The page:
Given the loopholes associated with the legislation such as forced vaccination, verbatim copying of sizeable segments of the bill, limited participation by significant members of the house, exclusion of inputs from key stakeholders, the curious speed deployed in debating the bill, apparent conflict with peoples’ religious beliefs, and the general outcry by members of the public, the House of Representatives should ensure a critical review and robust incisive public hearing.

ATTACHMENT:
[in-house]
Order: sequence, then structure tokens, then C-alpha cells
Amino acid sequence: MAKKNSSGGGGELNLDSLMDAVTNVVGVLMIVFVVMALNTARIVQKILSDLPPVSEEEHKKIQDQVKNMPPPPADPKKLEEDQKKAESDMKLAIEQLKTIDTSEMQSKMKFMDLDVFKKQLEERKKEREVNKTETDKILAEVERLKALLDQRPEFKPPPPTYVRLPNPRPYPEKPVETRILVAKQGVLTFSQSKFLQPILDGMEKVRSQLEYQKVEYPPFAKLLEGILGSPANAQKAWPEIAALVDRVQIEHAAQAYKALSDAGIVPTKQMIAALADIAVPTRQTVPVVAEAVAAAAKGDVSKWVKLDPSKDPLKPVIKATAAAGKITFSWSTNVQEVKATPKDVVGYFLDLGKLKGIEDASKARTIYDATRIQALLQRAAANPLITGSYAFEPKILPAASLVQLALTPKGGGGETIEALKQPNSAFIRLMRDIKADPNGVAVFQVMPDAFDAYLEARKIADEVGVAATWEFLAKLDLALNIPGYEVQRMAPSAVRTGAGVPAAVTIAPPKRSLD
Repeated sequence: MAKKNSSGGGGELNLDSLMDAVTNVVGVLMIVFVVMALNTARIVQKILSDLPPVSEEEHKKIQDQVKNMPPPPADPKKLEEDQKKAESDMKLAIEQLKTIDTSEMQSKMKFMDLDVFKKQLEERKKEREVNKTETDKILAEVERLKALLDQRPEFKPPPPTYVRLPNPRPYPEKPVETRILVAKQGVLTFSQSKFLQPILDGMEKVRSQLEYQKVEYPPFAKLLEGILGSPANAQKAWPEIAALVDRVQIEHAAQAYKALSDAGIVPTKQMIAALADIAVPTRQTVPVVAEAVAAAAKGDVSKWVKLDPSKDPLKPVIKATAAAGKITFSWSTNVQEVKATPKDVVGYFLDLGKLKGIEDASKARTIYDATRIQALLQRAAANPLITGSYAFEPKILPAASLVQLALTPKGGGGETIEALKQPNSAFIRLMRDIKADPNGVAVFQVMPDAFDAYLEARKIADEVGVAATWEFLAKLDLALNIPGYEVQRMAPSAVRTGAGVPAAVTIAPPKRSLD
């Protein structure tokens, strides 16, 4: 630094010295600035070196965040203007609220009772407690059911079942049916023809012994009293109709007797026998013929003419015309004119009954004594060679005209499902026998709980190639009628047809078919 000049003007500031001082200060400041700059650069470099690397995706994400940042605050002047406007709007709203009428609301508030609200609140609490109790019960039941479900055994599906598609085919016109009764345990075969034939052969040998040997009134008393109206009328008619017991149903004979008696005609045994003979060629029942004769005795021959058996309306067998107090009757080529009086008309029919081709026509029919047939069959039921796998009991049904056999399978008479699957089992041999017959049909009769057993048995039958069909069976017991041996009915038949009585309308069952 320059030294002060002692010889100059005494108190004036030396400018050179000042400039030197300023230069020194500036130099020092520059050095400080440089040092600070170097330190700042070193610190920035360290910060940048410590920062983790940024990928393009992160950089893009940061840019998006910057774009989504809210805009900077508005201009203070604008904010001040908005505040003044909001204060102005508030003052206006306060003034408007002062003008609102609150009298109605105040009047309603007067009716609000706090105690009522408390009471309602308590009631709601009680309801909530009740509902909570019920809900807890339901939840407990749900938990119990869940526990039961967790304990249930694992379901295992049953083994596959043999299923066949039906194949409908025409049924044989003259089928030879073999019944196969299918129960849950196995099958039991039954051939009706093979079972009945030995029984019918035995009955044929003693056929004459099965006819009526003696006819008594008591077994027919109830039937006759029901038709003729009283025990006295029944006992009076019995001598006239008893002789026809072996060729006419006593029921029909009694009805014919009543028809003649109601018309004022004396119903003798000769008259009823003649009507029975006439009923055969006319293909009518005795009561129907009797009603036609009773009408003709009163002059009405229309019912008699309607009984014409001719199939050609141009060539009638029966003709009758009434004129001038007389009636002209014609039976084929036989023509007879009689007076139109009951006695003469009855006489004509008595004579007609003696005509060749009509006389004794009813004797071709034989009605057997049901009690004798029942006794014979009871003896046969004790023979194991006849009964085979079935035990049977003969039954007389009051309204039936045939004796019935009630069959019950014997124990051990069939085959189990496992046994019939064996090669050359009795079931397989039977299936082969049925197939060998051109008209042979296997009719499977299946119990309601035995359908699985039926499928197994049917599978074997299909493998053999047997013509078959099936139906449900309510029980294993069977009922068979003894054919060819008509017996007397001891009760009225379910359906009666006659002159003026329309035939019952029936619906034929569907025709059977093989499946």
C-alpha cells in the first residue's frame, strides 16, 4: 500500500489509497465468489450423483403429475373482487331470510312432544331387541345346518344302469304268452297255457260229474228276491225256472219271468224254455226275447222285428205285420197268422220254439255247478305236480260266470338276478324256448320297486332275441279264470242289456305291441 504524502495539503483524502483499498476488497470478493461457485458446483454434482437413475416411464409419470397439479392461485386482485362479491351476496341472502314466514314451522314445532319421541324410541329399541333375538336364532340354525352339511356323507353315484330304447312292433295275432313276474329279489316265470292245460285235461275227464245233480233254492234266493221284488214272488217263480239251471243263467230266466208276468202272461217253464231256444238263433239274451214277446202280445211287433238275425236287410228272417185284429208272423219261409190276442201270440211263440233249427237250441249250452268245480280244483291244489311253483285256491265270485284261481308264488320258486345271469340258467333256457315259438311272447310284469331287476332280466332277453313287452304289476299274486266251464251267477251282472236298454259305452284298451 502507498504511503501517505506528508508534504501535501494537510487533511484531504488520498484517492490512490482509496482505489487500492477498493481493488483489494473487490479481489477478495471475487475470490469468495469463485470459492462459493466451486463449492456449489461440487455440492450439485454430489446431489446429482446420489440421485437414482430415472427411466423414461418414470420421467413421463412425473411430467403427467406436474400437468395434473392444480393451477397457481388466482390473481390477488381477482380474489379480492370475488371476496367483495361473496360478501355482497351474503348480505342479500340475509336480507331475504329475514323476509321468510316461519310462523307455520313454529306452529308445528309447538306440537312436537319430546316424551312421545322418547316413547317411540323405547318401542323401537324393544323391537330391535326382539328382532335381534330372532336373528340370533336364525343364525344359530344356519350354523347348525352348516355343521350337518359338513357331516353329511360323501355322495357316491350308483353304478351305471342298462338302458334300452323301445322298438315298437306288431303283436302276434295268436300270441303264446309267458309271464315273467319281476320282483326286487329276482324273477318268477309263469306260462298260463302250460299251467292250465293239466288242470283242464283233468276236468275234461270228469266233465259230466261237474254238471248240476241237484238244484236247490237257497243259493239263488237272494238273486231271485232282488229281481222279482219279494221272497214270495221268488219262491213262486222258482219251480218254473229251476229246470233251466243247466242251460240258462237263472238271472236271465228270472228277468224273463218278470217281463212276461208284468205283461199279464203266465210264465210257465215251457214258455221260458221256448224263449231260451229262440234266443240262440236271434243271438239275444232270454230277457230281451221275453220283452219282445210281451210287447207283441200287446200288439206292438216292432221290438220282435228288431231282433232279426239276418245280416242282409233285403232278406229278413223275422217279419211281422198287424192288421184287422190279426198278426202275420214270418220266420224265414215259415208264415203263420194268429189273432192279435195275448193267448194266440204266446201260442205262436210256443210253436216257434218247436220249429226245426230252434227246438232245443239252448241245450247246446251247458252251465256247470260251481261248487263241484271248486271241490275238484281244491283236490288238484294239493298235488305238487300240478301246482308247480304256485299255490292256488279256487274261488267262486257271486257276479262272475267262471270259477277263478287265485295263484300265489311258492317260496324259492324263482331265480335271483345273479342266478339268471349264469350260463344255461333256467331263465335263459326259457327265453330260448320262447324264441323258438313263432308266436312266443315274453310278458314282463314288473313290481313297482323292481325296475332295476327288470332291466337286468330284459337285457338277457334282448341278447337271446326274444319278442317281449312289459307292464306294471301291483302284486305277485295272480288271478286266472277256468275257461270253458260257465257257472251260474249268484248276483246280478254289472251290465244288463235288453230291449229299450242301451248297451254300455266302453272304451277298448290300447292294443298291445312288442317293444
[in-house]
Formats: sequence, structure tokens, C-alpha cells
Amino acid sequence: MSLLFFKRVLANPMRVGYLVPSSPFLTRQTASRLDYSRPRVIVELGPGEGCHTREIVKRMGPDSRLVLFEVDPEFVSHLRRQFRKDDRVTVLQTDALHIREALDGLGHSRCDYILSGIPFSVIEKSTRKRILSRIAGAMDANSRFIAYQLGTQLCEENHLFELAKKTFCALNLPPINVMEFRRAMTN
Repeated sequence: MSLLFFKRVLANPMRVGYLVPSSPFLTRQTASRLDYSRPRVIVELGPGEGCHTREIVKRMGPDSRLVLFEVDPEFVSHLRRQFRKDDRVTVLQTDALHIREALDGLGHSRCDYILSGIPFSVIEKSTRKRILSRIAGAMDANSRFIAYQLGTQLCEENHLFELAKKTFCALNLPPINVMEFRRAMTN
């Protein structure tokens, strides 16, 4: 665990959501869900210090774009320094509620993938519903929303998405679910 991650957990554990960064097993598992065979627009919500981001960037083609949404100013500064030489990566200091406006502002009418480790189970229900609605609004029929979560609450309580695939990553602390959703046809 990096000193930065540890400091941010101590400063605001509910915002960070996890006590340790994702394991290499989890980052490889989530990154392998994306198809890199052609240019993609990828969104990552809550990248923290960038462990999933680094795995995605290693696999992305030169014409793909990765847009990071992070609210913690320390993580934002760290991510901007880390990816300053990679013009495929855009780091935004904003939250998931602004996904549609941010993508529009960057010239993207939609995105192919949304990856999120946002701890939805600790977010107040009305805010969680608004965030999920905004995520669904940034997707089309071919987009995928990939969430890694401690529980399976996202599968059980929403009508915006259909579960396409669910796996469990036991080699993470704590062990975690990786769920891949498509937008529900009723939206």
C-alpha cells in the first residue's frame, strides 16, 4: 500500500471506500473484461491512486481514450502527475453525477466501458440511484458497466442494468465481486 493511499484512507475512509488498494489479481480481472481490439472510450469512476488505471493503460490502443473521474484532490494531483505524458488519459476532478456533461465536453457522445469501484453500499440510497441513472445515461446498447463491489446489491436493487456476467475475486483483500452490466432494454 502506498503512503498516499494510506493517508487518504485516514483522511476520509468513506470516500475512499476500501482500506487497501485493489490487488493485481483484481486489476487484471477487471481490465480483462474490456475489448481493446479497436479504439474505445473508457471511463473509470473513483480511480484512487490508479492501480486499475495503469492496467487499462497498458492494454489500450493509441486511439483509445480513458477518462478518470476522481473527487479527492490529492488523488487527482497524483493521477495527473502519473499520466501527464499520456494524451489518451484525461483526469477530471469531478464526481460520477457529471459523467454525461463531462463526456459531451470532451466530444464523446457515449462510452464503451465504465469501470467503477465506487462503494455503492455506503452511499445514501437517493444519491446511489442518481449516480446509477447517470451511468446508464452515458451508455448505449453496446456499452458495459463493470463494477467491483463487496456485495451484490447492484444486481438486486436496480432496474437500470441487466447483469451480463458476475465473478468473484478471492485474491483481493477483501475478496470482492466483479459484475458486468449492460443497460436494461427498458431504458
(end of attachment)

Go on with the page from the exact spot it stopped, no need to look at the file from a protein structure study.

It is trite that good legislation must not be ambiguous, must not have a retrospective application (Section 4, 1999 Constitution of the Federal Republic of Nigeria, as amended), must not legislate the impossible (Lex cogit ad impossiblia), must be of equal application and not selective (Lakanmi v. AG Western Region) and more importantly, should not oust the jurisdiction of the courts. Can the infectious diseases bill be said to be adhering to the principle of sound legislative drafting? Certainly not! Therefore, all stakeholders should rise to the occasion and do the needful.
Kupoluyi wrote from Federal University of Agriculture, Abeokuta